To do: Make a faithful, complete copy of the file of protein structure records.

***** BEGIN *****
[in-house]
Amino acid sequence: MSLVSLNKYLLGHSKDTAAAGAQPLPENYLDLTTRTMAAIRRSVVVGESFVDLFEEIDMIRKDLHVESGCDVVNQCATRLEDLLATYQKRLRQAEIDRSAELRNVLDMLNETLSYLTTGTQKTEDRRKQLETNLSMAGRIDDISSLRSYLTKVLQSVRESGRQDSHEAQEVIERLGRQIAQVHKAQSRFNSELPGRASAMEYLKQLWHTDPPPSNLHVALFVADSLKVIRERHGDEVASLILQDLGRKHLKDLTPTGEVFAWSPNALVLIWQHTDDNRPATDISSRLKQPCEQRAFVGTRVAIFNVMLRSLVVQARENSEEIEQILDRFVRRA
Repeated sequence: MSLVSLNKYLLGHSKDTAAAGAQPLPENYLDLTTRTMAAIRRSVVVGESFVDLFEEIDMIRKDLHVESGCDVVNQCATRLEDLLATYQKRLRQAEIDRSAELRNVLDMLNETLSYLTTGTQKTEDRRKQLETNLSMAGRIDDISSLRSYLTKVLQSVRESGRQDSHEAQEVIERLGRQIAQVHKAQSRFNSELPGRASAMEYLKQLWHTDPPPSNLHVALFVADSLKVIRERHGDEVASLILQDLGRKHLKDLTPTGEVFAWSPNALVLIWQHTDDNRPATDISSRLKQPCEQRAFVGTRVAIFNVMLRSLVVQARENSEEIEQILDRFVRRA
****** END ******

[in-house]
Amino acid sequence: MSLVSLNKYLLGHSKDTAAAGAQPLPENYLDLTTRTMAAIRRSVVVGESFVDLFEEIDMIRKDLHVESGCDVVNQCATRLEDLLATYQKRLRQAEIDRSAELRNVLDMLNETLSYLTTGTQKTEDRRKQLETNLSMAGRIDDISSLRSYLTKVLQSVRESGRQDSHEAQEVIERLGRQIAQVHKAQSRFNSELPGRASAMEYLKQLWHTDPPPSNLHVALFVADSLKVIRERHGDEVASLILQDLGRKHLKDLTPTGEVFAWSPNALVLIWQHTDDNRPATDISSRLKQPCEQRAFVGTRVAIFNVMLRSLVVQARENSEEIEQILDRFVRRA
Repeated sequence: MSLVSLNKYLLGHSKDTAAAGAQPLPENYLDLTTRTMAAIRRSVVVGESFVDLFEEIDMIRKDLHVESGCDVVNQCATRLEDLLATYQKRLRQAEIDRSAELRNVLDMLNETLSYLTTGTQKTEDRRKQLETNLSMAGRIDDISSLRSYLTKVLQSVRESGRQDSHEAQEVIERLGRQIAQVHKAQSRFNSELPGRASAMEYLKQLWHTDPPPSNLHVALFVADSLKVIRERHGDEVASLILQDLGRKHLKDLTPTGEVFAWSPNALVLIWQHTDDNRPATDISSRLKQPCEQRAFVGTRVAIFNVMLRSLVVQARENSEEIEQILDRFVRRA